Halloween GIS Fun

Caitlin Dempsey


Looking to add a little geo to your Halloween beyond the proliferation of Halloween Trick or Treater online maps?

Halloween Cartography

Gretchen Petersen has pulled together Halloween themed graphics for mapping on her blog.  The selection of three font collections includes a scary type font called Mostly Typeface by Chad Savage as well as Halloween symbol sets.  These fonts can be brought into ArcGIS Pro or another GIS application to bring some Halloween fun to your maps.

Use GIS to Maximize Halloween Trick-or-Treating

Paul L. Knight and Kevin Clark analyzed the best urban neighborhood designs for trick-or-treating using GIS analysis.   The biggest candy haul is a function of route efficiency, candy distributors per block (typically dwelling units), and “candy density” (candy pieces per acre).  

Knight and Clark noted that traditional neighborhood design which offers more walkable mixed used areas results in a bigger haul of candy over suburban design which is mostly cul-de-sac in nature.  The article looked at the potential candy score of two neighborhoods: the Conley Creek Subdivision (suburban) versus Glenwood Park (mixed used urban).  

The analysis found that Glenwood Park had the potential to yield three times more candy yet take half as much time to obtain the candy as the Conley Creek Subdivision.  Check out the Maximize Your Halloween with New Urbanism.  

Glenwood Park (top) has the potential to yield three times more candy with a candy density of almost 5 times that of Conley Creek Subdivision (bottom).
Glenwood Park (top) has the potential to yield three times more candy with a candy density of almost 5 times that of Conley Creek Subdivision (bottom).

Mapify Your Pumpkins

Google Maps has created pumpkin cutouts that you can use to Mapify your pumpkins for Hallowe’en.  Print out the pages on this Google Maps Pumpkin PDF, attach the guides to your pumpkin, and use the cutouts to create Google Map themed pumpkins. (Related: Geography of Pumpkins)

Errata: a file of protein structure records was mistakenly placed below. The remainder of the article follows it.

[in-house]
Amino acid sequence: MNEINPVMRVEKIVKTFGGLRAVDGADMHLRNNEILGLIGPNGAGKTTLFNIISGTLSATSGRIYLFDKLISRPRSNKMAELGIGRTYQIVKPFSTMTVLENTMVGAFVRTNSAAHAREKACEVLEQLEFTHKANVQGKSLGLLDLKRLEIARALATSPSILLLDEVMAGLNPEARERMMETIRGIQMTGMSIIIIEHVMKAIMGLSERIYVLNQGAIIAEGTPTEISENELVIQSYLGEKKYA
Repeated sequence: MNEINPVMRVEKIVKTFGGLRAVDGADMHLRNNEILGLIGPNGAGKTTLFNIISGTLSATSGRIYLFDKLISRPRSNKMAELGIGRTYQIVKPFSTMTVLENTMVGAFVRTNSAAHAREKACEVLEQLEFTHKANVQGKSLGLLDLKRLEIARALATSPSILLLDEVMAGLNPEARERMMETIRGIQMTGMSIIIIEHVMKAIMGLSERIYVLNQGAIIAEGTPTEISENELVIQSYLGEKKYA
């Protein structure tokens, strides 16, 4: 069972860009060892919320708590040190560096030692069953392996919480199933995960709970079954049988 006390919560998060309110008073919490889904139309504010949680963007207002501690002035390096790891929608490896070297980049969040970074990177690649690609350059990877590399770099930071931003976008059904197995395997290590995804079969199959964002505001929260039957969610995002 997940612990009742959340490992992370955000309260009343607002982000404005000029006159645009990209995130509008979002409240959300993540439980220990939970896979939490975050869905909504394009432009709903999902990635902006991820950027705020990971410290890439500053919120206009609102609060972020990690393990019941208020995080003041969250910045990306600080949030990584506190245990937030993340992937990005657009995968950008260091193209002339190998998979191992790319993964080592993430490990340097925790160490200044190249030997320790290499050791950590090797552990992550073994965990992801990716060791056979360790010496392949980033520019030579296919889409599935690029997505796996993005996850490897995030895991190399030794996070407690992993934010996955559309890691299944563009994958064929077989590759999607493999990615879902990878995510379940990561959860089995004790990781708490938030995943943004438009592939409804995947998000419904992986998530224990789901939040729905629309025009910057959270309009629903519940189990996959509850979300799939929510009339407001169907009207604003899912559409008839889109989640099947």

Options include the Google Maps marker and the Google Earth logo.

Halloween Story maps from Esri

Esri has produced a few spooky map stories to coincide with Halloween:

Map of Halloween Costumes

Esri has mapped out Halloween costume spending across the United States from 2010.  The full sized map is here (PDF).

Map of Halloween Costume Spending Across the United States.  Source: Esri.
Map of Halloween Costume Spending Across the United States. Source: Esri.

The Great Pumpkin

Linus wasn’t waiting in vain after all! In this release from Space Imaging, a satellite image was taken on September 8th, 2002 of a picture of a pumpkin that had been carved into a field. The image is of a 5 acre corn field located in Kentucky. Making up a maze, the design reveals a Jack o’lantern when viewed from above.

Click on image for larger size. IKONOS image from Space Imaging, 2002.

Visitors can climb up onto the viewing platform located in the nose of the pumpkin. As explained by Space Imaging, the images were captured as part of the Kentucky Landscape Snapshot (KLS) Project which will be used to study changes in Kentucky’s landscape. Satellite imagery will be captured of Kentucky’s urban, rural and forest land at intervals to study how the landscape is changing over time. 

Have a scary Hallowe’en!


More holiday and GIS content

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About the author
Caitlin Dempsey
Caitlin Dempsey is the editor of Geography Realm and holds a master's degree in Geography from UCLA as well as a Master of Library and Information Science (MLIS) from SJSU.

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3 thoughts on “Halloween GIS Fun”

  1. Thanks for linking to my Halloween graphics post!

    Does the Esri map on Dressing Up in the U.S. make anyone else feel like they’ve spent just a tad more than they should on their kid’s costumes?! I spent about $25 on each costume and felt like that was cheap – but according to this map that is way more than most spend. Next year’s goal – spend less than $8.

  2. Actually the Halloween map made me realize how uninformative the map actually is. Look at a Median household income map and essentially you’re looking at the same exact map. You could call it any topic you want. Household Spending on Blenders. Household Spending on Christmas Presents. But yes, I spent more than $6 and I went to a thrift store.

    Gretchen, great talk at CalGIS in May. I actually just ordered your book to pass around to my students and it should be here tomorrow.

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